31

Matt 11.30.04 at 8:34 pm

Hi Georoge,

It’s worth noting that the Russian forces that ran to took the air strip in Kosovo then had to beg for fuel from the Nato troops, as they’d used up all they had getting there! We surely didn’t want to fight with them, but they also could not fight. The primary activity of the Russian military these days are, 1) taking bribes and hostages in Chechnya, 2) building Dachas for Russian generals. It’s a really sad thing, and shows quite a lot about the state of the government in that country.

32

George 11.30.04 at 8:35 pm

There’s a reasonable discussion to be had here, if we can knock off the sneers. Henry is correct to point out that if — a big if — all turns out well in Ukraine, that will represent a nice case study in how soft power and diplomacy can, in some cases, help bring about democratic reform. But he’s incorrect to imply that this would say anything useful about the Iraq case. The two are worlds apart, and Sebastian is right to point that out (albeit through a thick haze of snark).

33

George 11.30.04 at 8:59 pm

Matt, no argument here about the debased state of the Russian military. They seem to careen from one embarassment to the next. But that wouldn’t necessarily stop them from doing something foolish. Might actually make it more likely.

I read that Moscow Times article, interesting stuff. But the writer’s final conclusion is not quite the same as yours. He says that Russia could no longer *successfully* impose its will militarily on its satellites, but he also says there remains the will to try. That’s the risk: that the Russians may be compelled to do something that is no one’s interest.

Anyway, it’s all speculation of course. But I hope the White House has thought about the possibility.

PS: regarding the Kosovo airport, I thought I read that Gen. Clark was all hot to push the Russians out by force, and had to be overruled by the Sec General. That would not have been pretty.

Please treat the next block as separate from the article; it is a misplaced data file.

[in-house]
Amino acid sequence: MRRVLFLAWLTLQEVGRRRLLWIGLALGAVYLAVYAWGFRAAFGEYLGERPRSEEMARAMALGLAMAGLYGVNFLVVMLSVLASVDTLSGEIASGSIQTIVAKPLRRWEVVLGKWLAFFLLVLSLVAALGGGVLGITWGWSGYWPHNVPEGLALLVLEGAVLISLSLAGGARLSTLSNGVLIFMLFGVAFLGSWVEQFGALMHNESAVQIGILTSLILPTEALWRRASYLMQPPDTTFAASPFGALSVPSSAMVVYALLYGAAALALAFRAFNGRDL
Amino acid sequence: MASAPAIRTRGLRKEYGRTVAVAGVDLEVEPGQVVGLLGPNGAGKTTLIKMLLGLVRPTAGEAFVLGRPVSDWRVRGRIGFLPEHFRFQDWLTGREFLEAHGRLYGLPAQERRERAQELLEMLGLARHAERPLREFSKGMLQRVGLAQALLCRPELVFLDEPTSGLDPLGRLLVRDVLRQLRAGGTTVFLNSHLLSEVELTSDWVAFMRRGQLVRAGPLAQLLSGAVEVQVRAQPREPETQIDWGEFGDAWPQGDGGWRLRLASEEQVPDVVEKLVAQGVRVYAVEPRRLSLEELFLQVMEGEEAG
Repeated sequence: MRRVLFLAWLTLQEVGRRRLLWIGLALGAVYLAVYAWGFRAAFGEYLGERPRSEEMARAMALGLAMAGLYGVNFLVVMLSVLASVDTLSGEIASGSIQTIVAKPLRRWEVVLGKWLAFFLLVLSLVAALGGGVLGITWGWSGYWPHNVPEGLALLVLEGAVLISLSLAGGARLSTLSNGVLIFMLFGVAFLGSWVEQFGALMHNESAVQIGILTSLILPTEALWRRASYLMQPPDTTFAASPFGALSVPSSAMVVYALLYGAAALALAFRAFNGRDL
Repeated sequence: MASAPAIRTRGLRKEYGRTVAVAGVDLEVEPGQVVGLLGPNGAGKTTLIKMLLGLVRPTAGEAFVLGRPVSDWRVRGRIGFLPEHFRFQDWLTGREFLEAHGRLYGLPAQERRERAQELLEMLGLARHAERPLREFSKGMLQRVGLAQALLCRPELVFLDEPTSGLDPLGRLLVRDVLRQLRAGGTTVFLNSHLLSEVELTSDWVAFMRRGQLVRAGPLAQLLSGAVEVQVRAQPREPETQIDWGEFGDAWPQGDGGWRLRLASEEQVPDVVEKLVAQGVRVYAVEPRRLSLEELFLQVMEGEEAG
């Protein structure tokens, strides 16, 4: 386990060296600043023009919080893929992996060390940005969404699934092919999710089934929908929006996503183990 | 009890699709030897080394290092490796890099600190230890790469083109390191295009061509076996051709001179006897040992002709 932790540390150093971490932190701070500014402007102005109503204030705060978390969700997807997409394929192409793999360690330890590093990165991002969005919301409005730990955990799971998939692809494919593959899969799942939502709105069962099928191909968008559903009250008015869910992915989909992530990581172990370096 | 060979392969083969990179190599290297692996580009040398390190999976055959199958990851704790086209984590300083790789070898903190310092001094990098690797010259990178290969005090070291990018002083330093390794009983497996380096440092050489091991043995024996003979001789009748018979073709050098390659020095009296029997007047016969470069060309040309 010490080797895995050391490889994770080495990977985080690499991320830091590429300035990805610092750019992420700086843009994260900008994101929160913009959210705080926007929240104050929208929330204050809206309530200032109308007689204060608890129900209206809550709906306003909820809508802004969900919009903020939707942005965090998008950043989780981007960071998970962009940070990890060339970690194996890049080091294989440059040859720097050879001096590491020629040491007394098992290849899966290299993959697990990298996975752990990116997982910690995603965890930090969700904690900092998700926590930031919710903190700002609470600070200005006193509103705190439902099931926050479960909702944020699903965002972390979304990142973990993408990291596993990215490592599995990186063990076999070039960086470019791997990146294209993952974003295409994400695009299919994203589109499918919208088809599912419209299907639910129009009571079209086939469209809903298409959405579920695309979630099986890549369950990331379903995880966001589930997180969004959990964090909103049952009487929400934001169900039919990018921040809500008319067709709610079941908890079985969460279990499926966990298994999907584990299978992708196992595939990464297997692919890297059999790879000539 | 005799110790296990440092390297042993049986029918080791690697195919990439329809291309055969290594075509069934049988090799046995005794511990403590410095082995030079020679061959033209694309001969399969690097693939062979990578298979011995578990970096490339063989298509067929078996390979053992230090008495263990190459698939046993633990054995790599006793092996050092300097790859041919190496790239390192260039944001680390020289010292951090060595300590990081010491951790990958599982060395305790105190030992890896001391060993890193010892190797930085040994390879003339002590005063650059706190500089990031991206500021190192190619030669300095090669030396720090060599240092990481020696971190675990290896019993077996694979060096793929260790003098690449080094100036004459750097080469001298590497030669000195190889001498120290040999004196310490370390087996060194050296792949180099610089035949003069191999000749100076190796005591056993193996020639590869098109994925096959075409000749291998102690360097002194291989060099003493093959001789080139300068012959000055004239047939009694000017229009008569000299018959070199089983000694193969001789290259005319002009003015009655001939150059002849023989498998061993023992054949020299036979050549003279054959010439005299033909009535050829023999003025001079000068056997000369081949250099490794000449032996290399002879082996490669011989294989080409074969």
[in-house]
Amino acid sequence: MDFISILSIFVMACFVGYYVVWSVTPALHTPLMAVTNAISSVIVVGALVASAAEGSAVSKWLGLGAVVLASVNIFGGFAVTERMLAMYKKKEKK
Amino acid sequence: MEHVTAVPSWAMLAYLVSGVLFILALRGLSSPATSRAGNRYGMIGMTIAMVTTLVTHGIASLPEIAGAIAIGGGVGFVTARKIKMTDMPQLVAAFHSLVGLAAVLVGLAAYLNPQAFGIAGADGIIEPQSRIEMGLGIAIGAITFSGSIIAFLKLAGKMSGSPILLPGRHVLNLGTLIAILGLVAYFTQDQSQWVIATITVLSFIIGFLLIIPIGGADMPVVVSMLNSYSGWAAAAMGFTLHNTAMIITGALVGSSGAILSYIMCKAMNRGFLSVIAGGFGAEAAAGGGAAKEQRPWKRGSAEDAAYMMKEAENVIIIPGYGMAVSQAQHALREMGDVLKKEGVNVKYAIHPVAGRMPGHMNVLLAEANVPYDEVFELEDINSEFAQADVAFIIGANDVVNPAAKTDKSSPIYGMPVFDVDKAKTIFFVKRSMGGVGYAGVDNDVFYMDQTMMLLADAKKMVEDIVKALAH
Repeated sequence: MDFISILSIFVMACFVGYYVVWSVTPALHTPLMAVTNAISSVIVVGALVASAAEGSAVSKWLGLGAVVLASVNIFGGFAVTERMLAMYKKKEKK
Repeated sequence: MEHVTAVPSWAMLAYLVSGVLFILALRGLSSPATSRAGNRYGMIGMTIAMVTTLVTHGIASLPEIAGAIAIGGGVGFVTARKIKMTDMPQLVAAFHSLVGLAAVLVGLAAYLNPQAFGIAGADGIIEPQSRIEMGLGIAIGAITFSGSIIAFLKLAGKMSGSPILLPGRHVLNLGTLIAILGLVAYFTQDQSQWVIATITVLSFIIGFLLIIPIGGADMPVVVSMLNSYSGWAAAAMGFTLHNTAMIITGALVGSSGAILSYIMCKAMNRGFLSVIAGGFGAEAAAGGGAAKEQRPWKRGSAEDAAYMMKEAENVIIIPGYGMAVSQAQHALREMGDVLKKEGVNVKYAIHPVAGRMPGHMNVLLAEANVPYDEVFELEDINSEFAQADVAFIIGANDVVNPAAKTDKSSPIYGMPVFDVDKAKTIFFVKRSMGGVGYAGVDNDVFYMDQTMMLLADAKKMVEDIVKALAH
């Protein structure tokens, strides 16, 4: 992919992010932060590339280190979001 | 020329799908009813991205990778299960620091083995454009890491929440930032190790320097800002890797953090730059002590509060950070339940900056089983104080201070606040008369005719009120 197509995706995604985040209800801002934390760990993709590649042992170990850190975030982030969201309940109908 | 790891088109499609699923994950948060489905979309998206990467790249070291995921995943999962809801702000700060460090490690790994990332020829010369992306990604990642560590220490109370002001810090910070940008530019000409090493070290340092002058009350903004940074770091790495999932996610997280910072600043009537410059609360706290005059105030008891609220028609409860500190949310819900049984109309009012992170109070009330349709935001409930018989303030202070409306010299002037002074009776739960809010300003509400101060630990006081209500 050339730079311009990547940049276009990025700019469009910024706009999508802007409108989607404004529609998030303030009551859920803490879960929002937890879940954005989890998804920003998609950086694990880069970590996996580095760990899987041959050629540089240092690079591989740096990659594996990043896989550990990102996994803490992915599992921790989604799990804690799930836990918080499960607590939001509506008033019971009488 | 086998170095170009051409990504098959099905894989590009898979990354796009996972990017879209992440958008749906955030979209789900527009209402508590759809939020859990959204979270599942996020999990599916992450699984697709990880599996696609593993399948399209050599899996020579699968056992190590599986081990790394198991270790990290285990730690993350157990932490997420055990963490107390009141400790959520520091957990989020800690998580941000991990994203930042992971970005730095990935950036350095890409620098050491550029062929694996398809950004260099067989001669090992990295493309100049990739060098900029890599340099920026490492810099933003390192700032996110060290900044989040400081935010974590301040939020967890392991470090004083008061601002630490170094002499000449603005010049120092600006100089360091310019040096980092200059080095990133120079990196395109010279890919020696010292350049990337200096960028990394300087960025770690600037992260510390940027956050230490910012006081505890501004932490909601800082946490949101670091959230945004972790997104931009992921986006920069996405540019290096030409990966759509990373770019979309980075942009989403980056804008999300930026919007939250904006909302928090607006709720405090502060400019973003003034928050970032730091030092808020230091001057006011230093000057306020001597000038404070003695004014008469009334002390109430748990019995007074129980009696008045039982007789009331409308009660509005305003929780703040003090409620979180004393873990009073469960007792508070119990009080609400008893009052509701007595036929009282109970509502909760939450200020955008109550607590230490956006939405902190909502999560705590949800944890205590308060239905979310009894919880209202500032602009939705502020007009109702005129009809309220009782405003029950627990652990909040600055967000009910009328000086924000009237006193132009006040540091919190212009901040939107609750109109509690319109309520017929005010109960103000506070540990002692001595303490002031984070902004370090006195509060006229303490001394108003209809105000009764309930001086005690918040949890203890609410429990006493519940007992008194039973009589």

34

Henry 11.30.04 at 9:16 pm

Hi George

I’m not trying to say that the Ukrainian model is applicable to the Iraq case. Rather, I’m saying that we’ve seen a lot of arguments over the last couple of years that a robust approach to democracy promotion based on the use of military force could help transform the Middle East. We’ve also seen an alternative model of democracy promotion based on multilateral institution building. Our experience to date has been that the former doesn’t work (or at best, works only extremely rarely). Furthermore, it doesn’t have the security payoff that it was touted as having (democracy-promotion is here seen as a means to the end of transforming the security situation). The latter approach (which also sees democracy as an instrumental means to an end – see my article with Greg Flynn referenced in the original post), has a much better success record, but only works under a limited set of circumstances (as I say, ‘when the internal conditions are right’). To say that Iraq doesn’t work as a model of democracy-building is _not_ the same thing as saying that a Ukrainian model would have worked in Iraq.

35

Sebastian Holsclaw 11.30.04 at 9:43 pm

I’m not trying to say that the Ukrainian model is applicable to the Iraq case. Rather, I’m saying that we’ve seen a lot of arguments over the last couple of years that a robust approach to democracy promotion based on the use of military force could help transform the Middle East. We’ve also seen an alternative model of democracy promotion based on multilateral institution building. Our experience to date has been that the former doesn’t work (or at best, works only extremely rarely). Furthermore, it doesn’t have the security payoff that it was touted as having (democracy-promotion is here seen as a means to the end of transforming the security situation). The latter approach (which also sees democracy as an instrumental means to an end – see my article with Greg Flynn referenced in the original post), has a much better success record, but only works under a limited set of circumstances (as I say, ‘when the internal conditions are right’).

Jee-sus, put something like your 9:16 post in your initial post instead of the sneering jab, and you wouldn’t have had so much argument from me.

If you don’t believe that the Ukranian example is applicable to Iraq, great. The next logical question is: what do you do about the huge number of cases where ‘internal conditions’ are not right? Which may or may not lead us back to the Iraq question. That is why your initial post could easily be seen to draw a parallel between the two cases. If you didn’t think internal conditions were right in Iraq, and therefore you didn’t think that soft power would be likely to work, why did you mention Iraq at all? Why not say something like: “attempts to bring democracy in Iraq are doomed to failure because the Iraqi people are not ready for it.” or do you believe something else?